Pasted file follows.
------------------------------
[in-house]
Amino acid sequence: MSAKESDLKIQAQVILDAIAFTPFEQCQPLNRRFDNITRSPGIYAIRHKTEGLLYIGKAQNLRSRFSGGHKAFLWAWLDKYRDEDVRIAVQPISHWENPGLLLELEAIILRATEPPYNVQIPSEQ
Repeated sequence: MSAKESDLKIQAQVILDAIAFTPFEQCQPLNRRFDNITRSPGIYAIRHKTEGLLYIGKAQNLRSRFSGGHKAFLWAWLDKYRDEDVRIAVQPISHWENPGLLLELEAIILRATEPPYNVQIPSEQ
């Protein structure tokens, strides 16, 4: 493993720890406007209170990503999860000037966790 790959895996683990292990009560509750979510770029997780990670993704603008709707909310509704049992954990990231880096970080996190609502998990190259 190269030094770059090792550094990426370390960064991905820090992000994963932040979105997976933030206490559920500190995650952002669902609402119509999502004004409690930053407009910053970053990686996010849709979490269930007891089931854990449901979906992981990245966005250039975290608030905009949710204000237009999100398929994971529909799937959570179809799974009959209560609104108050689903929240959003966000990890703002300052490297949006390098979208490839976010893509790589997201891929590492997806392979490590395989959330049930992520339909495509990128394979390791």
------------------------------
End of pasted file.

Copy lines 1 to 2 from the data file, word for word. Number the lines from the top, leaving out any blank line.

[in-house]
Amino acid sequence: MSAKESDLKIQAQVILDAIAFTPFEQCQPLNRRFDNITRSPGIYAIRHKTEGLLYIGKAQNLRSRFSGGHKAFLWAWLDKYRDEDVRIAVQPISHWENPGLLLELEAIILRATEPPYNVQIPSEQ